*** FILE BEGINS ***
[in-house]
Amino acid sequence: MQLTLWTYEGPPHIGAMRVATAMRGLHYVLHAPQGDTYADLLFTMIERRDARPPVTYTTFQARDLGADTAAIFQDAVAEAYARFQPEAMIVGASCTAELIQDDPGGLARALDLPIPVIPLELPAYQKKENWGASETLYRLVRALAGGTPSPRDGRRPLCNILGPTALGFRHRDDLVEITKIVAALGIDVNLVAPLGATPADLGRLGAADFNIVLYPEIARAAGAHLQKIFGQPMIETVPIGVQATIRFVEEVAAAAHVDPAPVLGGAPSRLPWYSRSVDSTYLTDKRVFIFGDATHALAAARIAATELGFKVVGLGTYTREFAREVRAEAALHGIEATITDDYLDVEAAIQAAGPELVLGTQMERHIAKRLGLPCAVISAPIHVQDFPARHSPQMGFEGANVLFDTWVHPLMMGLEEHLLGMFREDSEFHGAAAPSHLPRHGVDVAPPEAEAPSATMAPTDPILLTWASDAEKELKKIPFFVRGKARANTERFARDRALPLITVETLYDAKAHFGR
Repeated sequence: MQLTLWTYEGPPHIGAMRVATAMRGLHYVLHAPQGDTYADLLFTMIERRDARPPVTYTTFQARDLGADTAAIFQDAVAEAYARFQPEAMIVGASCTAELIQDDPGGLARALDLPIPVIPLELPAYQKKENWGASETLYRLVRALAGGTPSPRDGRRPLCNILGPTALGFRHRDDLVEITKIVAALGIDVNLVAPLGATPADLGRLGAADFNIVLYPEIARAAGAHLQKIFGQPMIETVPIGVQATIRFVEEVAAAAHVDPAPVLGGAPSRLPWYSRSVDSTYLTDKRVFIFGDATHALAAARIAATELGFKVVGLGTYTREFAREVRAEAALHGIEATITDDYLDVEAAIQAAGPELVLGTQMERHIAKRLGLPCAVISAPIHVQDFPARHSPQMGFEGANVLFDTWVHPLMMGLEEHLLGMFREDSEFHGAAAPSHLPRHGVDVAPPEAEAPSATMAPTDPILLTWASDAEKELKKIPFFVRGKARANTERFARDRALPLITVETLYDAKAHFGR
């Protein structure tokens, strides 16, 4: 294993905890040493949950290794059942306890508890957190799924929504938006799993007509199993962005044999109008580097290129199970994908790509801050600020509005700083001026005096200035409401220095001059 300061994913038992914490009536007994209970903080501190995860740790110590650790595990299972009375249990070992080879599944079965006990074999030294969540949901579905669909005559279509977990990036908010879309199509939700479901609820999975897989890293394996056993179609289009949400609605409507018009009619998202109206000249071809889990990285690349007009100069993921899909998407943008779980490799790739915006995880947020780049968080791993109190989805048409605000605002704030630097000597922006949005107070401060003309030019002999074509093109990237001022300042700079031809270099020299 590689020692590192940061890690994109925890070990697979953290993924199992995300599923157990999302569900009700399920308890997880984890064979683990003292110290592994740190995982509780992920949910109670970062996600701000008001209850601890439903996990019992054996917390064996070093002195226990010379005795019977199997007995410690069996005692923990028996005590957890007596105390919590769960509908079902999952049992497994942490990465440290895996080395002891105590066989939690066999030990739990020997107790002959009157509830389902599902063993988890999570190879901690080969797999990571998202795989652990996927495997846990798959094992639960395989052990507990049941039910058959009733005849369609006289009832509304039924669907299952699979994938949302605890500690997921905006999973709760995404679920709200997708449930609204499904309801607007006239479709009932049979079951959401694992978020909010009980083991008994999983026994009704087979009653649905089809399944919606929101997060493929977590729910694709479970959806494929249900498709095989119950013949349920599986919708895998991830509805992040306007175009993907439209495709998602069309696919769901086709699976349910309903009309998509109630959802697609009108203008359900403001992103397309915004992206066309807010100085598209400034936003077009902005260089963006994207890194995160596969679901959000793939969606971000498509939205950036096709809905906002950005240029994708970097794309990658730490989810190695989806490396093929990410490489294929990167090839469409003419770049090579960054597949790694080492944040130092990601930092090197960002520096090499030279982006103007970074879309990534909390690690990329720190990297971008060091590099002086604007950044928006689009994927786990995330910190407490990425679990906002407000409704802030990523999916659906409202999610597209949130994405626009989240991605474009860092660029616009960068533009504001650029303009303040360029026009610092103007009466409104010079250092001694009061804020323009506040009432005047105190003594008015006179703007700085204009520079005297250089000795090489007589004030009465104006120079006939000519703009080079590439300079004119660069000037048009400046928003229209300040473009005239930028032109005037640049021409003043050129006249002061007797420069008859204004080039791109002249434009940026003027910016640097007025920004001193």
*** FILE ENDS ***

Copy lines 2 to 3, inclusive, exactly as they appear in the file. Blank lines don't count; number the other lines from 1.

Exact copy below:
Amino acid sequence: MQLTLWTYEGPPHIGAMRVATAMRGLHYVLHAPQGDTYADLLFTMIERRDARPPVTYTTFQARDLGADTAAIFQDAVAEAYARFQPEAMIVGASCTAELIQDDPGGLARALDLPIPVIPLELPAYQKKENWGASETLYRLVRALAGGTPSPRDGRRPLCNILGPTALGFRHRDDLVEITKIVAALGIDVNLVAPLGATPADLGRLGAADFNIVLYPEIARAAGAHLQKIFGQPMIETVPIGVQATIRFVEEVAAAAHVDPAPVLGGAPSRLPWYSRSVDSTYLTDKRVFIFGDATHALAAARIAATELGFKVVGLGTYTREFAREVRAEAALHGIEATITDDYLDVEAAIQAAGPELVLGTQMERHIAKRLGLPCAVISAPIHVQDFPARHSPQMGFEGANVLFDTWVHPLMMGLEEHLLGMFREDSEFHGAAAPSHLPRHGVDVAPPEAEAPSATMAPTDPILLTWASDAEKELKKIPFFVRGKARANTERFARDRALPLITVETLYDAKAHFGR
Repeated sequence: MQLTLWTYEGPPHIGAMRVATAMRGLHYVLHAPQGDTYADLLFTMIERRDARPPVTYTTFQARDLGADTAAIFQDAVAEAYARFQPEAMIVGASCTAELIQDDPGGLARALDLPIPVIPLELPAYQKKENWGASETLYRLVRALAGGTPSPRDGRRPLCNILGPTALGFRHRDDLVEITKIVAALGIDVNLVAPLGATPADLGRLGAADFNIVLYPEIARAAGAHLQKIFGQPMIETVPIGVQATIRFVEEVAAAAHVDPAPVLGGAPSRLPWYSRSVDSTYLTDKRVFIFGDATHALAAARIAATELGFKVVGLGTYTREFAREVRAEAALHGIEATITDDYLDVEAAIQAAGPELVLGTQMERHIAKRLGLPCAVISAPIHVQDFPARHSPQMGFEGANVLFDTWVHPLMMGLEEHLLGMFREDSEFHGAAAPSHLPRHGVDVAPPEAEAPSATMAPTDPILLTWASDAEKELKKIPFFVRGKARANTERFARDRALPLITVETLYDAKAHFGR